I went to a yoga class this evening that was part of my one free week of unlimited classes. I'm still sore from the first class on Friday, and tonight I felt pretty limited. What was odd tonight, for me, was that I wasn't entirely interested in how the other people in the class were, compared to my level of ability. I haven't really done yoga for more than a few weeks at a time with years between those phases, but nevertheless, I see competition wherever I am-- even when I'm aware I cannot be that good at yoga as I've hardly done it. However, tonight I was more considerate of my physical needs than my emotional needs. I let the instructor help me without getting mad at myself for not doing it correctly in the first place. I adjusted as I felt necessary, for myself. Then I thought, "These people don't care about that. They're here to improve their own health, not to compete with everyone or anyone else." I saw the class from a different perspective. For a few moments, from time to time, I realized the instructor was there to help her students do what they wanted to do with their class. She was there to help and to guide (and eventually collect some sort of pay, as that place is spendy).
What I took away from that class, beside feeling generally fat, was that that class was a collection of people in one space at one time concerned about their welfare as well as that of their classmates. The instructor especially was very gracious.
The class led me to consider a group of high schoolers I saw today for a music therapy session I provided. I'd met these kids one time last week, and won't be seeing them again. What these particular kids have in common, apart from being students at the same high school, is that they each have experienced familial loss in the recent past. Some of the kids have lost loved ones to homicide and gang violence. I enjoyed them last week, but was anxious about leading a group today. They were great today, as I expected. Most of them were engaged in the experience-- songwriting with words associated to loss, grief, and memory-- and all of them had input. But what I found most fascinating was that when one or two of the students tried to agitate the group or move it off course, I wasn't so much the one to collect focus as much as two other kids. Soon, the group would become cohesive again and we'd progress in the experience. I admired that quality about the group. Each student responded in some way to one another, and most of it really was positive. Not all of them knew each other's names, and I am led to believe the only "class" they have in common is the grief group, but regardless, each student responded to and encouraged the whole of the group. They wanted to help. They wanted and needed direction, which I could definitely improve in doing, but once that was provided, they were on board.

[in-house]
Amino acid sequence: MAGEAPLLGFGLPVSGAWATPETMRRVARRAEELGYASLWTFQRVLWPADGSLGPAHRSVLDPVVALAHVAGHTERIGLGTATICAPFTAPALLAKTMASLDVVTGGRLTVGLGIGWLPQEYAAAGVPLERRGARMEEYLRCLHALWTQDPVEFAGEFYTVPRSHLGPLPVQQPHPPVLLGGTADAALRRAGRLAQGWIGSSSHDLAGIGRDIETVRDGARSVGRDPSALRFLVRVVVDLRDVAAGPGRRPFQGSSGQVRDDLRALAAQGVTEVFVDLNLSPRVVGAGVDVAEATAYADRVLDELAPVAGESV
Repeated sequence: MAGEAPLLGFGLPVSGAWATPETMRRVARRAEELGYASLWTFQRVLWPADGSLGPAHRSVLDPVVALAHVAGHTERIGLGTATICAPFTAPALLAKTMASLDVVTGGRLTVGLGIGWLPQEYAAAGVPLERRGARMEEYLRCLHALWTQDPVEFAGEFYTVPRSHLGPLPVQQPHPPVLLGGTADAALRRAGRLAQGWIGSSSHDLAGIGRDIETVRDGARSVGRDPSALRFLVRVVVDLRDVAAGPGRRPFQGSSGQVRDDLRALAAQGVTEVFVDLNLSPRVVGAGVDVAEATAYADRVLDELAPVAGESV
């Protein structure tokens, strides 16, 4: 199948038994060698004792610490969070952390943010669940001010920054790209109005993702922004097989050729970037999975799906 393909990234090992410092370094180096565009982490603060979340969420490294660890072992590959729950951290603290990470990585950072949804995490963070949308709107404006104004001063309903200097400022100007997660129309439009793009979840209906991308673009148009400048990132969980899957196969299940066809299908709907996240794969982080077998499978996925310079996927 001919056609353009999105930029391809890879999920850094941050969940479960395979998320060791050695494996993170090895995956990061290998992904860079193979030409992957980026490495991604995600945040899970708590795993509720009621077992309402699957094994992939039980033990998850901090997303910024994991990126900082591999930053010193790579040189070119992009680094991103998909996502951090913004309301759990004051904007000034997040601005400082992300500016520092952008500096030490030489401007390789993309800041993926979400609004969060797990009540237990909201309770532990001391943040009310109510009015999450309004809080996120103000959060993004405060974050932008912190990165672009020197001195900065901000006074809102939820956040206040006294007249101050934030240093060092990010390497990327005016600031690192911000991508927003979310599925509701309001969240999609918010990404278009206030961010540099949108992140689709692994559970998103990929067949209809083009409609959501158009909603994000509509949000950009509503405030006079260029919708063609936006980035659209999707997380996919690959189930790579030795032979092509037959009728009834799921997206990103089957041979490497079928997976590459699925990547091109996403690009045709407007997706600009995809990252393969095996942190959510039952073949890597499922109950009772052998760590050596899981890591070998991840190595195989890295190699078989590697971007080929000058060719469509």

Some of them are struggling with violence in their everyday existence. I am sure there are gang members in that school. A lot of them are trying to fend for themselves, I imagine, and some of them don't catch a break. But I really felt that the students in that particular group, dealing with that specific kind of death and loss, truly wanted to be helpful people in some respect. They just might not know how to do it.